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Minneapolis officials move to reopen intersection where George Floyd was killed

Plus: U of M Regents approve free tuition plan for students whose families earn less than $50,000 a year; source says Buffalo police granted shooting suspect permit to purchase gun; Court of Appeals rules against delaying Chauvin trial; and more. 

MPR reports: “Minneapolis leaders said Friday they’re moving ahead with plans to reopen the intersection where George Floyd was killed while in police custody. They expect to reopen 38th Street and Chicago Avenue to vehicle traffic following the trial of Derek Chauvin, the ex-officer charged with murder in Floyd’s death. That trial is expected to be begin with jury selection starting March 8.”

In the Star Tribune, Ryan Faircloth reports: “Students whose families earn $50,000 per year or less will soon be able to attend the University of Minnesota’s five campuses without paying a penny for tuition. The U’s Board of Regents on Friday unanimously approved the creation of the tuition-free program for lower-income Minnesota students. Regents also approved dozens of other long-term priorities, which include reducing student debt and administrative costs and increasing the share of classes the university offers in online and hybrid formats over the next five years.”

KSTP-TV’s Joe Augustine reports: “The man charged with shooting five people inside a health clinic in Buffalo this week had legally obtained the handgun despite his documented mental illness, a law enforcement source has confirmed to 5 INVESTIGATES. Police say Gregory Ulrich walked into the Allina Health Clinic on Tuesday morning, pulled out a Smith and Wesson 9mm and fired off 11 shots, wounding four people and killing another — Lindsay Overbay.… A law enforcement source confirmed Ulrich was, in fact, granted a permit to purchase by the department.”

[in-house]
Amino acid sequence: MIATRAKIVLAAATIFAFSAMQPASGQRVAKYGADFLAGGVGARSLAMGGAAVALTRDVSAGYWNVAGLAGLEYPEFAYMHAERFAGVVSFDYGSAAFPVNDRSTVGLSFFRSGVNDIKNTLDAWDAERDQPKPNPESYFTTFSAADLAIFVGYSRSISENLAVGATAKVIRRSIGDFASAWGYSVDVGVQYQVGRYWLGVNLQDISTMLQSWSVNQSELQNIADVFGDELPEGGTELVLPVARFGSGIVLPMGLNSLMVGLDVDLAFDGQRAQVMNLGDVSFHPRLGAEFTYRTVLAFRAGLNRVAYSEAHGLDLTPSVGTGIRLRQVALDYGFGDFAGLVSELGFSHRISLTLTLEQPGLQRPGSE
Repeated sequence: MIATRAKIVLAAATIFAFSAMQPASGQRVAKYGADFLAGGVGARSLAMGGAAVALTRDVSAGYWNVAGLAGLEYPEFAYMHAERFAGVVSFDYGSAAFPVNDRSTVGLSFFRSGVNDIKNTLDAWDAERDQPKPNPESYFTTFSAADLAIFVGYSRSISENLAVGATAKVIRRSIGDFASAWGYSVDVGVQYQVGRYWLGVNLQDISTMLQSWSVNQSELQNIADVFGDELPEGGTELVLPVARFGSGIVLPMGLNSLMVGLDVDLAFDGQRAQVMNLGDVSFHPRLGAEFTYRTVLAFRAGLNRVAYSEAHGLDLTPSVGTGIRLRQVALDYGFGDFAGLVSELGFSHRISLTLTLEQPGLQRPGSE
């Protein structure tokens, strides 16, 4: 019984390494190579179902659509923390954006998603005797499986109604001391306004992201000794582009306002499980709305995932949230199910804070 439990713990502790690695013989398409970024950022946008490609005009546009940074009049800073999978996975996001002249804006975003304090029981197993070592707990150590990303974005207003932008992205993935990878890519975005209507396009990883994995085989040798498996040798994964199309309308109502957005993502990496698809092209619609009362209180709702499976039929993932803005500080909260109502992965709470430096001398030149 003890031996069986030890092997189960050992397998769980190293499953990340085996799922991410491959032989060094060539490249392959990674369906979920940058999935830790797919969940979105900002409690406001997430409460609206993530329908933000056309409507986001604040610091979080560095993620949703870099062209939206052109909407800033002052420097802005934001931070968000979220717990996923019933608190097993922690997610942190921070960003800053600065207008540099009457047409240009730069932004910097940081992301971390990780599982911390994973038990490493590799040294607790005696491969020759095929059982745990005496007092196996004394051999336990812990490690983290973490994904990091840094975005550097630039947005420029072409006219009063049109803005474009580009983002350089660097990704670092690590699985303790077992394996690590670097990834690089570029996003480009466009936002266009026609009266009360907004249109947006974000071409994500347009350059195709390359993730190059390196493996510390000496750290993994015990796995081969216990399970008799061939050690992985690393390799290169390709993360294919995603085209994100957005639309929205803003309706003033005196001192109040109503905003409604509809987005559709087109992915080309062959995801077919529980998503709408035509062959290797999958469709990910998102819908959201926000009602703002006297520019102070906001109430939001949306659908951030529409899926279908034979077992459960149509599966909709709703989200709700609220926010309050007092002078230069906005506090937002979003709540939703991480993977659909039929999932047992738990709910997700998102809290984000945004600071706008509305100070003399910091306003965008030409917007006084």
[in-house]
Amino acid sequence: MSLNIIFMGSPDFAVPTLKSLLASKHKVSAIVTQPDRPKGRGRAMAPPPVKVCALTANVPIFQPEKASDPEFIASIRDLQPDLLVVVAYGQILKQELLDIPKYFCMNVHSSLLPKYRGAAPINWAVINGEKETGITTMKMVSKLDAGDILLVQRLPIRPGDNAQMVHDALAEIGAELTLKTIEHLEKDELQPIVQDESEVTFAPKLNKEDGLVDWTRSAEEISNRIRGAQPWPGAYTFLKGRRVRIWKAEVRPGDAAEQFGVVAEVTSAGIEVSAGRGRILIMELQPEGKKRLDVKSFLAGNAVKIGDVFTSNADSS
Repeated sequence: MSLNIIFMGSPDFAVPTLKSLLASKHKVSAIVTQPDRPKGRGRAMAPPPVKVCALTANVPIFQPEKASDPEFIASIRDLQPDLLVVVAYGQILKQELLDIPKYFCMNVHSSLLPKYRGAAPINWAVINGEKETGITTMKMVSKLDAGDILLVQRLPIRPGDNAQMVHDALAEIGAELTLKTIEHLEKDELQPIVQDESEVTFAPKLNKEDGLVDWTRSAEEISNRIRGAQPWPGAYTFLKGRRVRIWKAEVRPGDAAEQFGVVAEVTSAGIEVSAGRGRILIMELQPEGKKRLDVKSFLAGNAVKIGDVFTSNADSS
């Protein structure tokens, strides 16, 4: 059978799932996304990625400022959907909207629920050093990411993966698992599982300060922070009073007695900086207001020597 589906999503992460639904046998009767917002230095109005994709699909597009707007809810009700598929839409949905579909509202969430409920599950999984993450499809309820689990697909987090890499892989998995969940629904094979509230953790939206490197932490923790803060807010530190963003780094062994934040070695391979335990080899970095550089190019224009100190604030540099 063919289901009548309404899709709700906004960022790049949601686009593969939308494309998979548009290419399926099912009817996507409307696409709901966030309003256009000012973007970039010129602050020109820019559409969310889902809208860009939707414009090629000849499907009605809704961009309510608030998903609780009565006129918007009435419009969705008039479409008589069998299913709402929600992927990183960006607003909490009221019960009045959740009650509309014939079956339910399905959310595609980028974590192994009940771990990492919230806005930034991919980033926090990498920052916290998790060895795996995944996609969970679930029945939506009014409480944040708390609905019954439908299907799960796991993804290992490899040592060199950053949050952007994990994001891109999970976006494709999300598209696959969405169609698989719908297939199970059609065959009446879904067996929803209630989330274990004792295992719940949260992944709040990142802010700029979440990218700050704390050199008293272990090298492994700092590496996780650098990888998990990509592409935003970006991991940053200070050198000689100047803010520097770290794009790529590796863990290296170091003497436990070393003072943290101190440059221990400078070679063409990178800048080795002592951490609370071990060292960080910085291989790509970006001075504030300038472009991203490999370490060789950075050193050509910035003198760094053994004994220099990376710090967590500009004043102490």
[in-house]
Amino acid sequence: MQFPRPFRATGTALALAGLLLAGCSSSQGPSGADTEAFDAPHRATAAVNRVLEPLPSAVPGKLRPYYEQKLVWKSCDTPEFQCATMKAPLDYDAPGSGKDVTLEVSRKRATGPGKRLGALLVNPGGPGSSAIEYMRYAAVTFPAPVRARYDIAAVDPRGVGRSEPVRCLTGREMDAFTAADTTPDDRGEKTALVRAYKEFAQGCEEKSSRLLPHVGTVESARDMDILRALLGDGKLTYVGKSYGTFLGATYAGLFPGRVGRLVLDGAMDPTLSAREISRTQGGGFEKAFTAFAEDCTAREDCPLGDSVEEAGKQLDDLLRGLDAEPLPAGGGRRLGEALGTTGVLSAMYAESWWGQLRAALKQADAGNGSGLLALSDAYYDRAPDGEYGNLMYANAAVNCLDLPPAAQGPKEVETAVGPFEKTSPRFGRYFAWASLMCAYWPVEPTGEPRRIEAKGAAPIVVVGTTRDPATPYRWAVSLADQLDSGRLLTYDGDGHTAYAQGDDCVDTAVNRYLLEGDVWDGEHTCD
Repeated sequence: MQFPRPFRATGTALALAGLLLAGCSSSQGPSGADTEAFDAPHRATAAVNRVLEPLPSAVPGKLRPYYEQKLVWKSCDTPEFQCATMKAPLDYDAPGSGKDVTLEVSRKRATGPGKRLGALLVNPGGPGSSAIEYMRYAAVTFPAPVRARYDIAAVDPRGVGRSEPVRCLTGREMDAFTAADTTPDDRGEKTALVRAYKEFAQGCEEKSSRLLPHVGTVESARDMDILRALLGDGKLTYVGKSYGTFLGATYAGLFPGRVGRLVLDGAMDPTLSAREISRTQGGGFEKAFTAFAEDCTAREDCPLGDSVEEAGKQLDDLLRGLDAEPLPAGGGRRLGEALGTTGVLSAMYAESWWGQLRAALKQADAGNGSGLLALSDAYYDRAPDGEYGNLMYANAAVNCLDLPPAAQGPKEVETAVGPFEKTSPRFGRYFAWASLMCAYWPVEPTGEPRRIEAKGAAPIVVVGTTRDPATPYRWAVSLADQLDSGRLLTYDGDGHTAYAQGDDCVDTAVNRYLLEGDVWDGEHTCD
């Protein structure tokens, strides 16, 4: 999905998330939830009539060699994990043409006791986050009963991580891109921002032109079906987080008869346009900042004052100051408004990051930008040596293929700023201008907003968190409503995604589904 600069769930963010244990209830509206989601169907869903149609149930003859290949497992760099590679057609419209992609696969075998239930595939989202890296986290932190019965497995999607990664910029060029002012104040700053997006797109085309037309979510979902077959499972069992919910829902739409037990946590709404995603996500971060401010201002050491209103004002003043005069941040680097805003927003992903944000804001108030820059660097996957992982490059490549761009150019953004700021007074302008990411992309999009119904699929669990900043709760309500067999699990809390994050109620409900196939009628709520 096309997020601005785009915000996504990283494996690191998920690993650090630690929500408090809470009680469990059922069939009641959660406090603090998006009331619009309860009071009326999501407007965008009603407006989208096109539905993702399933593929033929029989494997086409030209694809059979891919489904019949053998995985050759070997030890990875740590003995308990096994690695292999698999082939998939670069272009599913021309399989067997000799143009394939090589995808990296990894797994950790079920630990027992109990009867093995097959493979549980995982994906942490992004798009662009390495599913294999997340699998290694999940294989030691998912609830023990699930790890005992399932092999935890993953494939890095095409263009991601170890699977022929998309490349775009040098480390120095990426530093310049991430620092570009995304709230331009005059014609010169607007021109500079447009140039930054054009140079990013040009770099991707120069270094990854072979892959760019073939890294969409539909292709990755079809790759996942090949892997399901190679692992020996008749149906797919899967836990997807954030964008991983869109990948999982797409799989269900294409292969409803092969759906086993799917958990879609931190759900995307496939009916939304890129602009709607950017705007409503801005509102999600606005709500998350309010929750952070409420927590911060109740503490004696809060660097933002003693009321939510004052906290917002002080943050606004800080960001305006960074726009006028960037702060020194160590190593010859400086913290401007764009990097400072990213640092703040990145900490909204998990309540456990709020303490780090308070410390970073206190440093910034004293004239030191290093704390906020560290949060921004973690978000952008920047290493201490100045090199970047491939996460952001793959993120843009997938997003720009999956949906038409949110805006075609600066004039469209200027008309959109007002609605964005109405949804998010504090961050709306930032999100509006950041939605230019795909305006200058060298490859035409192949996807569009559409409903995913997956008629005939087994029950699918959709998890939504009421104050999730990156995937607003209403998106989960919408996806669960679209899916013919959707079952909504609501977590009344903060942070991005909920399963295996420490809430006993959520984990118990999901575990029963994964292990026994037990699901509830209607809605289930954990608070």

Also in the Star Tribune, Glenn Howatt reports: “Some Minnesota health care systems have begun COVID-19 vaccination outreach programs to communities that have been hit the hardest by the pandemic. The efforts come as there is growing awareness that racial and ethnic minorities are being vaccinated at lower rates, based on reports from states that do collect that information.”

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FOX 9 reports: “The Minnesota Court of Appeals said Friday it will not step in and delay the upcoming murder trial of Derek Chauvin, the former Minneapolis police officer charged with murder in the death of George Floyd. Chauvin is scheduled to go to trial on March 8. State prosecutors, led by the Minnesota Attorney General’s office, had sought to delay the trial, citing public health risks the proceedings might create during a pandemic. They had argued the trial would be a super spreader event. Prosecutors had asked the appeals court to step in and delay the trial to the summer, when a single trial could be held with all four defendants charged in the case.”

Josh Verges writes in the Pioneer Press: “The University of Minnesota’s Block M logo may be coming soon to a beer bottle near you. The Board of Regents voted 7-5 Friday to end its prohibition on licensing the U’s trademarks and logos to alcohol manufacturers. The change in policy will allow the U to strike sponsorship deals that place alcohol ads inside football, basketball and hockey venues and place the U’s marks on beer cans sold on and off campus.”